camfanclash
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Size:  454.7 KBCan I have some help on the second part of this question please? I figured out the first part but am very confused about the second part.

I'm guessing it's something to do with manipulating the probability distribution on the left, but how?
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username2538449
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Check khanacademy.org
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camfanclash
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The number of eggs laid per pair of birds can be considered as a discrete random variable X.
P(X=0) = 0.2
P(X=x) = k(4x-x^2) for x=1,2,3,4
P(X=x) = 0 otherwise

Probability of at least one egg surviving depending on number of eggs in nest (x):
Where x=1, probability of survival is 0.8
Where x = 2, probability of survival is 0.6
Where x = 3 probability of survival is 0.4

Find the probability distribution of number of chicks surviving per pair of adults in a table
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ghostwalker
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(Original post by camfanclash)
The number of eggs laid per pair of birds can be considered as a discrete random variable X.
P(X=0) = 0.2
P(X=x) = k(4x-x^2) for x=1,2,3,4
P(X=x) = 0 otherwise

Probability of at least one egg surviving depending on number of eggs in nest (x):
Where x=1, probability of survival is 0.8
Where x = 2, probability of survival is 0.6
Where x = 3 probability of survival is 0.4

Find the probability distribution of number of chicks surviving per pair of adults in a table
As you've written it, there is insufficient information.

E.g. If two eggs are laid, you have the probability of at least one surviving, but you don't have the probability of exactly 1 surviving, or exactly 2 surviving, so you can't work out the distribution of the number of chicks surviving.

Can you link/scan/photo the original question?
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camfanclash
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(Original post by ghostwalker)
As you've written it, there is insufficient information.

E.g. If two eggs are laid, you have the probability of at least one surviving, but you don't have the probability of exactly 1 surviving, or exactly 2 surviving, so you can't work out the distribution of the number of chicks surviving.

Can you link/scan/photo the original question?
Yeah I put itin the original post now.
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ghostwalker
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(Original post by camfanclash)
Yeah I put itin the original post now.
OK. That final table is the probability of an egg surviving to become a chick, for each egg. Not the probabilty of at least one surviving.
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camfanclash
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(Original post by ghostwalker)
OK. That final table is the probability of an egg surviving to become a chick, for each egg. Not the probabilty of at least one surviving.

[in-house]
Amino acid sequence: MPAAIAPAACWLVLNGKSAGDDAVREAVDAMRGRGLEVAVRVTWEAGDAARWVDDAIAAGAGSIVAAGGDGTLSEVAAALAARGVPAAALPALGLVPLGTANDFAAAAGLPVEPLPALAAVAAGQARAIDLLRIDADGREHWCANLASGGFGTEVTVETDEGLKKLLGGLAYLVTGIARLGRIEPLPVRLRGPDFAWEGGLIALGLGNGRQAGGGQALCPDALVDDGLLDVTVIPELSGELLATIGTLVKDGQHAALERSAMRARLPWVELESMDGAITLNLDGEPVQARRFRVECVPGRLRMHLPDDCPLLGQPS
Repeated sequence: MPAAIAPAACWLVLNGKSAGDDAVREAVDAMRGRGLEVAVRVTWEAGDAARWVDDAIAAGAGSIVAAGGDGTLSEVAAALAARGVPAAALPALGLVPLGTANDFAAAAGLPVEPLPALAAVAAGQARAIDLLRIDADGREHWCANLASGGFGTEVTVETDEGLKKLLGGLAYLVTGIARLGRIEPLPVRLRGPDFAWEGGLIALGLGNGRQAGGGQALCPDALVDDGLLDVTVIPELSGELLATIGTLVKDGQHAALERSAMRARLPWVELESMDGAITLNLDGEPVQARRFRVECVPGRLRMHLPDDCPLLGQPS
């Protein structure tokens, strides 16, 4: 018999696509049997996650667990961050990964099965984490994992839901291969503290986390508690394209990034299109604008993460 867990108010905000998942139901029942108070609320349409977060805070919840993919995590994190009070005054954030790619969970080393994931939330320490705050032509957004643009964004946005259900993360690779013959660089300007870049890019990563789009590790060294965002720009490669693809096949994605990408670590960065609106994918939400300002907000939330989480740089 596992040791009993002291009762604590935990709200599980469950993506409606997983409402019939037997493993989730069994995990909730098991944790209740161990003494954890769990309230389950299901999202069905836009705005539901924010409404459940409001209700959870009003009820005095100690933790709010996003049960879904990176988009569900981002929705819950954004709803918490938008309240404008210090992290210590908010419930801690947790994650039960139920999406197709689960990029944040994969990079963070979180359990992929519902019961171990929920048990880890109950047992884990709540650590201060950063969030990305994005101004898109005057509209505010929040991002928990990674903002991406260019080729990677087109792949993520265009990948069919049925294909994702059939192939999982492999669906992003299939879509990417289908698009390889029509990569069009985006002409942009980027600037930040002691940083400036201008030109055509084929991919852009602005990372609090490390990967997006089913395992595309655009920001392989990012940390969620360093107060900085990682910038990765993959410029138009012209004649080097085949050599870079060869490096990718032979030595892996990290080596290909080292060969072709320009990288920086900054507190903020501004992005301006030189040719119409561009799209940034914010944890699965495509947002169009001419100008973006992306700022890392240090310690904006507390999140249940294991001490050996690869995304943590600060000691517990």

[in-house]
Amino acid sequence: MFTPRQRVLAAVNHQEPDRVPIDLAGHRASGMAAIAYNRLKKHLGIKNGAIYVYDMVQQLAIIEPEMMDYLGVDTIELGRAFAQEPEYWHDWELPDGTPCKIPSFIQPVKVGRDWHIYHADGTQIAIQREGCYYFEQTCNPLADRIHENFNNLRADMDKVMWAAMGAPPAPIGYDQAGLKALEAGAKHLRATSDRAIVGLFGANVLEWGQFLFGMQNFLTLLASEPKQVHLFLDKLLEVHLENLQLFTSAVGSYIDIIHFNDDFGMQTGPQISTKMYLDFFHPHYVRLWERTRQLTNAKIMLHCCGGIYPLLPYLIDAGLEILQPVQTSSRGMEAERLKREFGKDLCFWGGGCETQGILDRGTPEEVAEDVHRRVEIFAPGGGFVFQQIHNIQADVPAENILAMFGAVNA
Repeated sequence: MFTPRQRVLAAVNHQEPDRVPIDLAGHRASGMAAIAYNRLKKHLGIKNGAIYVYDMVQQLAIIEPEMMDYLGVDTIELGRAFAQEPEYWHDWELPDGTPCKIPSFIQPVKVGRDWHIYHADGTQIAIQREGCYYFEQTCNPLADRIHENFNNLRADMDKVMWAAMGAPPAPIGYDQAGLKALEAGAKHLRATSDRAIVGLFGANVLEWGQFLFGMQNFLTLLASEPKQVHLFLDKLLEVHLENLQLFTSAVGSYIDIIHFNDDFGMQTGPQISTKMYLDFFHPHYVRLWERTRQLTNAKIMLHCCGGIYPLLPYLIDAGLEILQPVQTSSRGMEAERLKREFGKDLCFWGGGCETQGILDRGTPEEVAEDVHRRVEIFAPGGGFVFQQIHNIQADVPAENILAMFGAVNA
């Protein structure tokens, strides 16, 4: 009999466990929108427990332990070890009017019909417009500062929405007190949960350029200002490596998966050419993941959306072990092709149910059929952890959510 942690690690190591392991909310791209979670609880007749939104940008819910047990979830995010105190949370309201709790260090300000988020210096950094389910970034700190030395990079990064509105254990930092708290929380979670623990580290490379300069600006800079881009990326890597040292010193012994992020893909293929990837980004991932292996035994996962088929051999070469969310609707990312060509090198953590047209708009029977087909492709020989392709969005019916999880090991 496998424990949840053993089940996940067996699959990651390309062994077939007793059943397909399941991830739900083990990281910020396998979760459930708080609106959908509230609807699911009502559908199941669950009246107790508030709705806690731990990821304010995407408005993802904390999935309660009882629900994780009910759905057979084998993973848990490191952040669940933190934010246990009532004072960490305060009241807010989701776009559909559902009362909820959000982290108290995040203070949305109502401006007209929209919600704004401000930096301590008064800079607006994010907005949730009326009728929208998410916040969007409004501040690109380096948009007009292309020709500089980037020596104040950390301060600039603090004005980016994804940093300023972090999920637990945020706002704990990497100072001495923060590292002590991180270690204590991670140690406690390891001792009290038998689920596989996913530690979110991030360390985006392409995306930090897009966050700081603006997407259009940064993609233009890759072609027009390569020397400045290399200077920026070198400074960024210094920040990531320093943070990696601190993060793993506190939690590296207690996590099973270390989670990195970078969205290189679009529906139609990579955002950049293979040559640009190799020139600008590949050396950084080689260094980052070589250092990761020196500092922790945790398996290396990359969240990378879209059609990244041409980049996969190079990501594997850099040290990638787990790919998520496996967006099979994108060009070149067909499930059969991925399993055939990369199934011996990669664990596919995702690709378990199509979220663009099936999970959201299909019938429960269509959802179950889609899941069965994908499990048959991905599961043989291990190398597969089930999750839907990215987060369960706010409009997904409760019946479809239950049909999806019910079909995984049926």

So, what have you done, any thoughts, and where are you stuck.
So I've completed the first part and got:

When x=0, P(X=x) = 0.2
When x=1, P(X=x) = 0.24
When x=2, P(X=x) = 0.32
When x=3, P(X=x) = 0.24

I'm probably still struggling to interpret the last table. When there are three eggs, isn't the probability of an egg surviving the same as the probability of at least one surviving? Or is it only one egg surviving?
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ghostwalker
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(Original post by camfanclash)
So I've completed the first part and got:

When x=0, P(X=x) = 0.2
When x=1, P(X=x) = 0.24
When x=2, P(X=x) = 0.32
When x=3, P(X=x) = 0.24

I'm probably still struggling to interpret the last table. When there are three eggs, isn't the probability of an egg surviving the same as the probability of at least one surviving? Or is it only one egg surviving?
The final table is the probability of a given egg surviving. You are interested in the actual number of eggs surviving.

So, for example, if there were 3 eggs, and probability of an egg surviving is 0.8 say, then the probability of all 3 eggs surviving to become chicks is 0.8^3. Assuming eggs are independent of each other - which you have to for the question.

There is quite a bit of calculation involved in the full answer invovling a few small binomials.

Let me know if you need more.
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camfanclash
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(Original post by ghostwalker)
The final table is the probability of a given egg surviving. You are interested in the actual number of eggs surviving.

So, for example, if there were 3 eggs, and probability of an egg surviving is 0.8 say, then the probability of all 3 eggs surviving to become chicks is 0.8^3.

There is quite a bit of calculation involved in the full answer invovling a few small binomials.

Let me know if you need more.
Thanks for helping, I'll carry on giving it a go myself now.
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